MDL – Multidistrict Litigation

When many plaintiffs suffer similar injuries as a result of defective prescriptions or medical devices, the United States federal court system will have the cases transferred to one courtroom under one judge. This process is commonly known as uses multidistrict litigation (“MDL”). This process allows common issues to be decided one time and in the same way. Discovery and motions are done one time. Thus, the cases benefit from speed, efficiency and uniformity of rulings. MDL cases. Pending MDL cases as of April 15, 2019 are listed here: https://www.jpml.uscourts.gov/sites/jpml/files/Pending_MDL_Dockets_By_Actions_Pending-April-15-2019.pdf.

ESSURE – Approved – 2002; Black Box – 2016; Off Market – 2019; Damaged Patients – Forever

“Essure is a permanent sterilization device intended for women who have decided against any, or any more, pregnancies. The aim of the permanent implant is to trigger tissue growth that blocks the fallopian tubes and prevents sperm from entering the ducts.” (https://www.medpagetoday.com/washington-watch/fdageneral/77134). “Conceptus Inc., a subsidiary of Bayer AG, developed Essure which is a Class III device for permanent surgical sterilization in women. Essure was approved by the Food and Drug Administration (FDA) on November 4, 2002. The device has two metal coils made from polyester fibers, nickel-titanium, stainless steel, and solder which are placed in fallopian tubes to induce fibrosis and block the fallopian tubes to prevent fertilization. Since 2002, it is estimated by Bayer that 750,000 women have received the Essure IUD.” (https://www.neuralit.com/mass-torts/devices/essure).

“In an official posting, FDA Commissioner Dr. Scott Gottlieb said the FDA is working with Bayer to “revise and strengthen” its post-market study of Essure, which was ordered by the federal watchdog in 2016. The trial will now follow patients who received the Essure device for five years rather than the initially requested three years, giving the agency “longer-term information on adverse risks of the device, including issues that may lead women to have the device removed,” Gottlieb wrote in the posting.” (https://www.massdevice.com/fda-updates-on-post-market-study-revisions-oversight-for-bayers-essure/). “On April 9, 2018, FDA restricted the sale of Essure device to only those doctors and healthcare facilities who use the FDA-approved “Patient-Doctor Discussion Checklist – Acceptance of Risk and Informed Decision Acknowledgement”. In July 2018, Bayer announced Essure would be wiped out of the market by December 31, 2018.” (https://www.neuralit.com/mass-torts/devices/essure).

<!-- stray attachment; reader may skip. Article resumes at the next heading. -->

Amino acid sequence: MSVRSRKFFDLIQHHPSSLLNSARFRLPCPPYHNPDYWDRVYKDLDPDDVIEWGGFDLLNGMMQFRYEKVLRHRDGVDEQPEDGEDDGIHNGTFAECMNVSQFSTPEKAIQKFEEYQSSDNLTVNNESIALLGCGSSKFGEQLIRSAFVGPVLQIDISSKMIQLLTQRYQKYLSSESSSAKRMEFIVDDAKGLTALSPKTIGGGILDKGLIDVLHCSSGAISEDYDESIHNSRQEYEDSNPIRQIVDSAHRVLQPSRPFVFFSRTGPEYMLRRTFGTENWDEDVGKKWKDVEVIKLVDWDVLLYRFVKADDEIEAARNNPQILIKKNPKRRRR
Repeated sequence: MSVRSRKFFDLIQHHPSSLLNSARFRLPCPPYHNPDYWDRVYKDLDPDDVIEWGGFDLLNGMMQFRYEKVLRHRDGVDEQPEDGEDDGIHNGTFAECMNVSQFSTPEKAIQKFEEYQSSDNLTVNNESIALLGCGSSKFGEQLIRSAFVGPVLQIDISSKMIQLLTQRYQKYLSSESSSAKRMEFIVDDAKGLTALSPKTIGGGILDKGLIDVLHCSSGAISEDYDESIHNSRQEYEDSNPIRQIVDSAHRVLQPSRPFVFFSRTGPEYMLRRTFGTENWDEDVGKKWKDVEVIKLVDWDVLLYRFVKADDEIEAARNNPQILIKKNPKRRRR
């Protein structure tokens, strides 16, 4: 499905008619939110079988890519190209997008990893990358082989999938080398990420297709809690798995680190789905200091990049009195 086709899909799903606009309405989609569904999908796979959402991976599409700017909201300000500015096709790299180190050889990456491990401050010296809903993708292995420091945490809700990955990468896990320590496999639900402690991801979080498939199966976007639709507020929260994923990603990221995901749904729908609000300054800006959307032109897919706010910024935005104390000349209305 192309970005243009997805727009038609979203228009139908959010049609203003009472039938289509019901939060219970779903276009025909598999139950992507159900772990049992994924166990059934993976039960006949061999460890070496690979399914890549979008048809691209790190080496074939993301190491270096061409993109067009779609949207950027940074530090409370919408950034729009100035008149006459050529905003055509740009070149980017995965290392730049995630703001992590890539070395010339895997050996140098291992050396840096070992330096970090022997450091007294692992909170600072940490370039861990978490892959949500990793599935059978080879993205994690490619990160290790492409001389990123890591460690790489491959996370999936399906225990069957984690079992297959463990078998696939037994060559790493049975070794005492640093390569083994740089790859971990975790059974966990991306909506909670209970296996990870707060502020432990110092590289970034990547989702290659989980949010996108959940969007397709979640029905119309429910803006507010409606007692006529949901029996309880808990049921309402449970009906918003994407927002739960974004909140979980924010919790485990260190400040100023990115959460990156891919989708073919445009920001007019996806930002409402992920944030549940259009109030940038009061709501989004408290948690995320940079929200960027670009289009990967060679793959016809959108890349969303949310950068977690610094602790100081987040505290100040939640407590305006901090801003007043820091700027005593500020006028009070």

“There are also currently over 16,0000 lawsuits alleging harm caused by Essure. There are serious concerns regarding the approval process of the device along with the post-approval studies, and a current study ordered by the FDA. Patient activist groups, such as the Essure Problems Facebook group, have created platforms for support and education. Before making your decision, you should consult your doctor and make sure to ask a lot of questions, such as… Why are you recommending this product after Bayer has announced pulling it from the market? How many of these procedures have you done? Do you have a copy of the current patient checklist we are mandated to review and the black box warning we can discuss? What is your failure rate in placing Essure correctly in one attempt? Do you use general anesthesia to place Essure, or will I be awake the entire time? Have you ever removed essure? If so, how?” (https://www.nwhn.org/bayer-has-recently-announced-they-will-remove-essure/).

If you, a family member, a loved one, a friend, or anyone you know is experiencing problems with an Essure device, it may be time for you or that other person to contact a lawyer. There are statutes of limitations (deadlines), so waiting too long can mean no case. Paul J. Molinaro, M.D., J.D. offers free consultations on Essure cases for patients who reside in California.

Removing Mesh Is Like Removing Rebar from Concrete

Medicine is supposed to be about risk/benefit. And the numbers here are important because the doctors told me that there have been estimated 4 million women worldwide have had mesh implanted. About 5 percent of them have complications. Well, that equals 200,000 people. And from reading about the complications, half of those people with complications require surgery. And the complications are very hard to get rid of. The one thing I was told: removing mesh from the human body is like getting bubblegum out of hair. Another analogy I heard was getting rebar out of concrete. So it’s a lifelong problem.” (https://news.wttw.com/2019/02/12/fda-assessing-risks-vaginal-mesh-amid-thousands-lawsuits).